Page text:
Horse named after fallen firefighter wins 1st race
LEXINGTON, Ky. (WLKY) -- A thoroughbred named after a fallen Kentucky firefighter competed Wednesday at Keeneland. It proved to be an emotional day, as the firefighter's family met the horse and then watched him race.
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Captain Grider is named after Campbellsville Fire Capt. Tony Grider. Grider, 41, passed away on Sept. 20, 2014. He and Alex Quinn, 22, were on the fire truck's ladder when it got too close to a power line after dumping water on the Campbellsville University's marching band. The band had been participating in the ALS Ice Bucket Challenge on Aug. 21 when the firefighters were injured.
Grider's parents, Shirley and Orvis, along with his older sister, Tammy, went to Keeneland Wednesday afternoon to meet Captain Grider.
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Shirley Grider became emotional seeing the horse for the first time, telling the 2-year-old thoroughbred, "You're a special horse, so special. We love you and want you to do good today."
Tammy Grider was struck by the horse's beauty and spirit, "It's emotional. It's very emotional, just knowing there's a namesake for my brother."
The group spent about 30 minutes with the horse and trainer, Dante Zanelli. Zanelli said he hadn't trained a horse in six years. Instead, he has focused on breeding and selling thoroughbreds. But when the horse was born, months after his friend's death, he knew the horse was special.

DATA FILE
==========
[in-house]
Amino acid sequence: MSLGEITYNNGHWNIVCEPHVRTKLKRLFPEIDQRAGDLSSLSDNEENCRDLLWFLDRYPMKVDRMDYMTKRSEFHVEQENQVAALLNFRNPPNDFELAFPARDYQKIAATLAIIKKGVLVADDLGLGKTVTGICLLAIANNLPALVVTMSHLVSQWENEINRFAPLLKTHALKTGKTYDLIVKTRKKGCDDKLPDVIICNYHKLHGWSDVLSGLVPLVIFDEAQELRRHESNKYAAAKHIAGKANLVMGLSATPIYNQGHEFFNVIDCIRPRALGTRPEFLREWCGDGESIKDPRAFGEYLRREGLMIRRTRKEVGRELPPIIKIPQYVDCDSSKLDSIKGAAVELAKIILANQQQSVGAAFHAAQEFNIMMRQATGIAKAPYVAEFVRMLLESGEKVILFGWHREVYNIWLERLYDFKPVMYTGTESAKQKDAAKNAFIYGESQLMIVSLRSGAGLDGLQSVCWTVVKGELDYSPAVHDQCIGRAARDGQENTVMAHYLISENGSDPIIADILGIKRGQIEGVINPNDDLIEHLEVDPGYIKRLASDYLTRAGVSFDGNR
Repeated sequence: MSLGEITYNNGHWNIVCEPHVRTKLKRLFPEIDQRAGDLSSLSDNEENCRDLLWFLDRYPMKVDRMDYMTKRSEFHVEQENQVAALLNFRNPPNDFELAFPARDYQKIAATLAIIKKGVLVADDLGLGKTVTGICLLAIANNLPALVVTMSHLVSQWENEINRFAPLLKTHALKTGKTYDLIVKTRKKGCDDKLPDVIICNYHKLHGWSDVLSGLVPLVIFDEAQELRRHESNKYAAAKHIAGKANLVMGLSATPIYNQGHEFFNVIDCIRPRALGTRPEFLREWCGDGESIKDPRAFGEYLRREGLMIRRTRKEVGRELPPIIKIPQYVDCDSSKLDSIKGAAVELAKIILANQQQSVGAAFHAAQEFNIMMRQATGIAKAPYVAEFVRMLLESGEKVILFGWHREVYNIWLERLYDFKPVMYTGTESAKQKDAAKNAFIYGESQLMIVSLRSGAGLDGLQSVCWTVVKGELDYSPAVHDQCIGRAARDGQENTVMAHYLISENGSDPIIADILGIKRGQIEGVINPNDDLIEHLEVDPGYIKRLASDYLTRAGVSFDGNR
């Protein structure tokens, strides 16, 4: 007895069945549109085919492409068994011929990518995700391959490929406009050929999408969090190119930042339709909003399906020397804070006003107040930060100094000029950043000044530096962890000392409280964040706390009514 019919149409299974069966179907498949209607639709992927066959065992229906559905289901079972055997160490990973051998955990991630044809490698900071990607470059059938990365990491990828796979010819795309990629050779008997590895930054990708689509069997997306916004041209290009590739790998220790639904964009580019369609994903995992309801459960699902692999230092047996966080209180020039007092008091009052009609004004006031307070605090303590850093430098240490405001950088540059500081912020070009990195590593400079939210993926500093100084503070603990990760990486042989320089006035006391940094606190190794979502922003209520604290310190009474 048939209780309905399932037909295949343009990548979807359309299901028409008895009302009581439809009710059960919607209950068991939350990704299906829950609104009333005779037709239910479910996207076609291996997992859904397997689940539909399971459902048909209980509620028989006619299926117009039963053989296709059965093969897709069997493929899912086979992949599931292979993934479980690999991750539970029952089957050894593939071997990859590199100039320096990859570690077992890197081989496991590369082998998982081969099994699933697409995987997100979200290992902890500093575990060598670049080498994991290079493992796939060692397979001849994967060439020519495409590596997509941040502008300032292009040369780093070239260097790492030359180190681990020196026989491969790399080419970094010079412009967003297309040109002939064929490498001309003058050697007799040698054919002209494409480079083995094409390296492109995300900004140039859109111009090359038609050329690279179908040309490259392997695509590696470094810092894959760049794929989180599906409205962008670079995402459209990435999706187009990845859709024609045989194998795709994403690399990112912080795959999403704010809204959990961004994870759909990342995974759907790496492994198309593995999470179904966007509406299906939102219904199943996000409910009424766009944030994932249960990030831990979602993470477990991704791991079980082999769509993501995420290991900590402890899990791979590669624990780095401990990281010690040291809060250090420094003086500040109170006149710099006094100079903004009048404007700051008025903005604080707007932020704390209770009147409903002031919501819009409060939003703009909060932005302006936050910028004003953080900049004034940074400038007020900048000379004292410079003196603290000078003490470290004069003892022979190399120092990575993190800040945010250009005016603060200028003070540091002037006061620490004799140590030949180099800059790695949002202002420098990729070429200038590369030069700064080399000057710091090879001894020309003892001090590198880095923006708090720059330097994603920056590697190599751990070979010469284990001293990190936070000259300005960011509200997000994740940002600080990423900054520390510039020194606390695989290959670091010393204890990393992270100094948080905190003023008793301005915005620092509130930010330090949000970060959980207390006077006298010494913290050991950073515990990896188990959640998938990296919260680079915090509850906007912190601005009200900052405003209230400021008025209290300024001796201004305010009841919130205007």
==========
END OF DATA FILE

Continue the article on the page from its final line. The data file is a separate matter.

"There was something about this horse. I called him my Derby horse," Zanelli said.
Zanelli had been friends with Tony Grider and his family for more than 20 years and said naming the horse after Tony Grider seemed to be a fitting tribute to his friend who "was one of the most special people anybody could meet."
When Keeneland's fourth race of the day began Wednesday at 2:45 p.m., Captain Grider was off to a slow start.
"Come on, brother. Move up," Tammy Grider was heard shouting.
But in the final moments, the horse surged ahead. In his first ever race, Captain Grider won.
Zanelli, who watched the race alongside Orvis Grider, could hardly believe it, "He won by this much," he said holding his thumb and index finger just a few inches apart, "He didn't win by 3 feet, he won in the last foot."
Later, making their way to the Winner's Circle for pictures, the Grider family became visibly emotional.
"I was thinking about him the whole way through. I was cheering, 'come on, brother, you can do it.' So it was incredible to see his namesake cross the finish line in first place," Tammy Grider said.
"I'm just so pleased, so happy," Shirley Grider said, adding, "I really believe in the Lord, and he knew that's what we needed."